For my last two local trips out I decided to take my relatively little used Olympus E-PL5 camera and Lumix 12-32mm as I had other things that I needed to do and carry and I didn’t want to carry around some of my other somewhat more bulky camera gear. I dug out my tiny Samsonite Trekking camera bag and managed to squeeze in a fair bit of gear.
Firstly, to get a sense of scale, here’s the bag sitting on top of an A4 sheet of paper.
In the main compartment my E-PL5 with lens attached and my EV-4 electronic viewfinder ready to attach and in the top mesh pocket, a 58mm ND filter.
In the the front compartment, my Holux GPS data-logger, two spare camera batteries and, in the front zip-up mesh pocket, my Nikon Coolpix A-100 camera with my Manfrotto mini tripod attached in a red waterproof pouch so I even managed to fit in a backup camera!!. 🙂
Lastly I attached a very small tabletop tripod through the two belt loops and used one of my handy Thinktank red-whips to secure it tightly. Behind this is another zip-up pocket into which I put a few lens wipes sachets and a lens cleaning cloth.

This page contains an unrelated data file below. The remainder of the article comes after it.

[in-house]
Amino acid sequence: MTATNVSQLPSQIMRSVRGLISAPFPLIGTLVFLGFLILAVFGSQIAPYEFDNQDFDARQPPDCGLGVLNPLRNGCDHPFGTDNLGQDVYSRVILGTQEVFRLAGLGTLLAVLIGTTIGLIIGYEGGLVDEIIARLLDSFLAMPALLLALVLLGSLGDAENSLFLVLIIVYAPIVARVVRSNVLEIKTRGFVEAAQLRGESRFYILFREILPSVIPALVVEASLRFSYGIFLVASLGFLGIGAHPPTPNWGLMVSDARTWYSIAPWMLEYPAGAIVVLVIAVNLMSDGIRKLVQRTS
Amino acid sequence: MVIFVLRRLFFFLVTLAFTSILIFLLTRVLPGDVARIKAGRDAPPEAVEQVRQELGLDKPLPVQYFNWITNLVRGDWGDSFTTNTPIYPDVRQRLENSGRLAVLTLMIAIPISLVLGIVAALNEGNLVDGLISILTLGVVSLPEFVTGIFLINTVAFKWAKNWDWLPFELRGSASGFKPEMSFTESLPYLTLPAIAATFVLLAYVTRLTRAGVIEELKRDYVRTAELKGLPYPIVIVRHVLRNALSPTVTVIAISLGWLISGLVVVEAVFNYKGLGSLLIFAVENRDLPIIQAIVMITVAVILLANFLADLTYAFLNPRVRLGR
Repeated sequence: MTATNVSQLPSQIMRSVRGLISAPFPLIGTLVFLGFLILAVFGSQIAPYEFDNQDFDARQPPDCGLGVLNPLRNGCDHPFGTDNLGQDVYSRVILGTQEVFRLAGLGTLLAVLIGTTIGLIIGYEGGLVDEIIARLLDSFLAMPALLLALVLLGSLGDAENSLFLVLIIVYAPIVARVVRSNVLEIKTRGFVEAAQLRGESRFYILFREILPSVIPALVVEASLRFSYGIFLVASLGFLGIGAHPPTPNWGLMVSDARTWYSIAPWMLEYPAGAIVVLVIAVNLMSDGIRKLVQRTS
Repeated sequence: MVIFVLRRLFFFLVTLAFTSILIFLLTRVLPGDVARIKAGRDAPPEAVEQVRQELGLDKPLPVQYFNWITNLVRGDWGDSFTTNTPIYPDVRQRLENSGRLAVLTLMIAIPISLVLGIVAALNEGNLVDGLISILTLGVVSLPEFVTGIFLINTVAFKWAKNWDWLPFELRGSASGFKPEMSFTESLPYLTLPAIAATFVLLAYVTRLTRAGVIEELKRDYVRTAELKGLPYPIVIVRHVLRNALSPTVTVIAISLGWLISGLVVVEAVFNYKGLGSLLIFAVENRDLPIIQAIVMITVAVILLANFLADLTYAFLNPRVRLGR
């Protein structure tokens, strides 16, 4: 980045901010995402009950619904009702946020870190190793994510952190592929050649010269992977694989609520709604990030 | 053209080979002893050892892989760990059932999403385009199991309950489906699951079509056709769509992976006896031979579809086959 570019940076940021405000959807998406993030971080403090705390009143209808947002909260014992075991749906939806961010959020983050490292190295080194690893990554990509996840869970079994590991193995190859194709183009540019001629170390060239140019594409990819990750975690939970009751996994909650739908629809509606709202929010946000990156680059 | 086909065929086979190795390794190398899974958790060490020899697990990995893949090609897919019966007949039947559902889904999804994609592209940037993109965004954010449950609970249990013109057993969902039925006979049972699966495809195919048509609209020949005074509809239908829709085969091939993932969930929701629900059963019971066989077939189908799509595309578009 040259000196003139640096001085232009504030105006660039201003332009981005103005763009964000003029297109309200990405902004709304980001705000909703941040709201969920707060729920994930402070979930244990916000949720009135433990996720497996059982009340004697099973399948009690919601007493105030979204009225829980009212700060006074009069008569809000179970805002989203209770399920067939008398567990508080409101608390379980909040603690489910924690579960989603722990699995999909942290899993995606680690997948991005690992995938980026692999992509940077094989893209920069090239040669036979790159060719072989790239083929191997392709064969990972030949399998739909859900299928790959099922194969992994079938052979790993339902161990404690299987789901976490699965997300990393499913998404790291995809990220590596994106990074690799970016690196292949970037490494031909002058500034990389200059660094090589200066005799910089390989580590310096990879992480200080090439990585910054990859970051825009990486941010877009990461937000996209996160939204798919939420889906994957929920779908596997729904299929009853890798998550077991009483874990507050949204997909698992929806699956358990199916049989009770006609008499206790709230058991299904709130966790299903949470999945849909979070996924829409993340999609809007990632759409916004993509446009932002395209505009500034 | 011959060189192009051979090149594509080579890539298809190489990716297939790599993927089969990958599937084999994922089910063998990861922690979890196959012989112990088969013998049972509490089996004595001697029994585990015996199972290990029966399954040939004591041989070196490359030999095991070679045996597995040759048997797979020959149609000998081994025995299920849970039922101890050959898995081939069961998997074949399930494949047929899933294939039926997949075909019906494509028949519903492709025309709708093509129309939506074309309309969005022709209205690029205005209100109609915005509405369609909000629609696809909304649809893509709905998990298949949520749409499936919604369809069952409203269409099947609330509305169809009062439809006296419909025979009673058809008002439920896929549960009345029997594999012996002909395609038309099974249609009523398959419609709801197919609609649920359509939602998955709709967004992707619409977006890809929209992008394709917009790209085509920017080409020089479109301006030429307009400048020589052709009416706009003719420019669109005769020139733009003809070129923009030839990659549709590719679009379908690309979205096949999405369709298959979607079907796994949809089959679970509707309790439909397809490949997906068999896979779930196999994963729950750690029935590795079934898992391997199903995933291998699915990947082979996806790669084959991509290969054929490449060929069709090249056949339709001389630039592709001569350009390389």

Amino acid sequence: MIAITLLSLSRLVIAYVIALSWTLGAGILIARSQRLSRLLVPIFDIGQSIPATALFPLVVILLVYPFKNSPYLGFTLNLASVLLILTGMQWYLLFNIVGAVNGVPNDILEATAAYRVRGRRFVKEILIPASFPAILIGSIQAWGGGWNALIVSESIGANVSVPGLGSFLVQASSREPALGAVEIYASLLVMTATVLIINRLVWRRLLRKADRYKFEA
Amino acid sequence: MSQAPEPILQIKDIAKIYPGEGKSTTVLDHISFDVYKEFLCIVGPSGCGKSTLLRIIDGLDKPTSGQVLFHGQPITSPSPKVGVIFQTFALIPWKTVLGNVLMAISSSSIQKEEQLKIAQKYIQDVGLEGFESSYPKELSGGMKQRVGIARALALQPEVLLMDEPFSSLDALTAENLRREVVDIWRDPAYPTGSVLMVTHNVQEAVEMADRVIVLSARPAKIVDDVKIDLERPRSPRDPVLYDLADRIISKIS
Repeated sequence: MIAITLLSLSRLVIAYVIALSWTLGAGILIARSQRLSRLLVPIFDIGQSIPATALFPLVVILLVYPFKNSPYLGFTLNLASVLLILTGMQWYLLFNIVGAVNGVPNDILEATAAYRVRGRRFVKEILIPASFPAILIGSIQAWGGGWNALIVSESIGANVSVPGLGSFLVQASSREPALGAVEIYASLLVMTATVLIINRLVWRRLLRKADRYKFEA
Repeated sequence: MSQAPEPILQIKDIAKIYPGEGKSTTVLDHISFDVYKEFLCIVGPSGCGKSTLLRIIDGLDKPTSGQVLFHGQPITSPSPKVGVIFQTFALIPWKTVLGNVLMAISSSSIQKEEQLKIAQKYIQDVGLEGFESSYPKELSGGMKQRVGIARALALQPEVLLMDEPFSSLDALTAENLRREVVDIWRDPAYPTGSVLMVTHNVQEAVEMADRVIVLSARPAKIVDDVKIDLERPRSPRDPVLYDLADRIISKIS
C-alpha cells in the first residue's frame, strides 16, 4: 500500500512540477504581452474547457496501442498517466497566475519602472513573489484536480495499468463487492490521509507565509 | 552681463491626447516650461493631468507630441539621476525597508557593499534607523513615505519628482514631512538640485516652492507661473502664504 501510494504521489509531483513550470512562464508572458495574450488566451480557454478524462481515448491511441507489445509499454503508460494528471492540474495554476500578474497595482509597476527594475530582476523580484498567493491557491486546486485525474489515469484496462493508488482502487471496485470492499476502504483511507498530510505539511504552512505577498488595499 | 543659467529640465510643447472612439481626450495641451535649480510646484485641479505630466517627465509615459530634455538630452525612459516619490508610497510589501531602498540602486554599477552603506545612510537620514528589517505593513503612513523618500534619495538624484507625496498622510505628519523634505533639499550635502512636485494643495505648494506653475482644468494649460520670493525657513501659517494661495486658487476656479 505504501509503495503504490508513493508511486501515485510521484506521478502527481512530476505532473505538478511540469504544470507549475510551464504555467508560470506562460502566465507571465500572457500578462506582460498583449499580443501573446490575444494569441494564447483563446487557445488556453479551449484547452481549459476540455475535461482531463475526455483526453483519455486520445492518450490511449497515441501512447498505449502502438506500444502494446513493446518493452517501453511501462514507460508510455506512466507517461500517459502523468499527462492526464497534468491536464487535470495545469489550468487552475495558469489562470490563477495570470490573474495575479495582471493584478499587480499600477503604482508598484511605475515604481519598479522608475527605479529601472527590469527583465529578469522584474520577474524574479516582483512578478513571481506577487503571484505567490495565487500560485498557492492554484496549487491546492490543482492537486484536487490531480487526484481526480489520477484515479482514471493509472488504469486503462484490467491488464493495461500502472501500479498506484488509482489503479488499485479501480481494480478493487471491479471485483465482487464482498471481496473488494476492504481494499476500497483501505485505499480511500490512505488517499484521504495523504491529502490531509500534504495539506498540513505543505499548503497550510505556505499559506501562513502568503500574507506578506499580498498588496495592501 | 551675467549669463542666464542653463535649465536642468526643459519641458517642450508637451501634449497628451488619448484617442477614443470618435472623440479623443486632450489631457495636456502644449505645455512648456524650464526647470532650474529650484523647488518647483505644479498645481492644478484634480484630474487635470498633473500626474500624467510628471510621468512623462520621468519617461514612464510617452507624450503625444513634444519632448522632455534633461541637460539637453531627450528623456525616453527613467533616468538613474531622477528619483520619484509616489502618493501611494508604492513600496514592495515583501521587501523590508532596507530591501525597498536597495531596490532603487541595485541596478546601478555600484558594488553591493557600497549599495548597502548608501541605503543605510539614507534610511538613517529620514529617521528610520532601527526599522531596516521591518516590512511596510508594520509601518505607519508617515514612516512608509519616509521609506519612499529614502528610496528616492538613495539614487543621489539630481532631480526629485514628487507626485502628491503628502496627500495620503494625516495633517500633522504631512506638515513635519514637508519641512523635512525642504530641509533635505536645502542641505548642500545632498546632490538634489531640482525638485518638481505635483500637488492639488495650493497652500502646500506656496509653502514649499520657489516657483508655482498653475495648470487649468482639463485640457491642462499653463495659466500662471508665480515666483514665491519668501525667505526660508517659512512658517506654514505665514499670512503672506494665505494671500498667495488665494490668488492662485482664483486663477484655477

Amazing what one can get into such a tiny bag. 🙂 . As for the weight, I don’t know, it was so light that it didn’t even register on my electronic bathroom scales!.
I thought I’d do a quick post on my recent outings to Bognor and Chichester. A short while back I did a video and in it I promised that I would do a post with some images taken with my chosen camera and lens selection.
For the trips I managed to squeeze one more lens into one of my small Manfrotto camera bags. In addition to my Olympus PEN-F, M.Zuilko 30mm f/3.5 ,Lumix 12-32mm f/3.5-5.6 and 35-100mm f/4-5.6 lenses I also took my 20 mm Lumix f/1.7 but in the end I didn’t find the opportunity to use it but, when I do I’ll post some images here.
All packed, but where’s the 20mm ? 🙂
Well, it’s below the Lumix 35-100mm attached to it using my MOVO lens changer. This device did come with a strap which I quickly discarded, one because it didn’t look that great a quality and two because I don’t want my lenses hanging from my neck or shoulder but one could do so if one wished. Instead I fitted a small wrist strap for added security when changing lenses. The main advantage to me in using this is that one can dispose of a couple of lens back caps thus reducing the chances of loosing them and, primarily, the lenses don’t bang against each other in the small bag. I’ve also fitted JJC lens hoods to 20mm, 30mm and 12-32mm lenses and the 30mm lens is in a small soft lens pouch..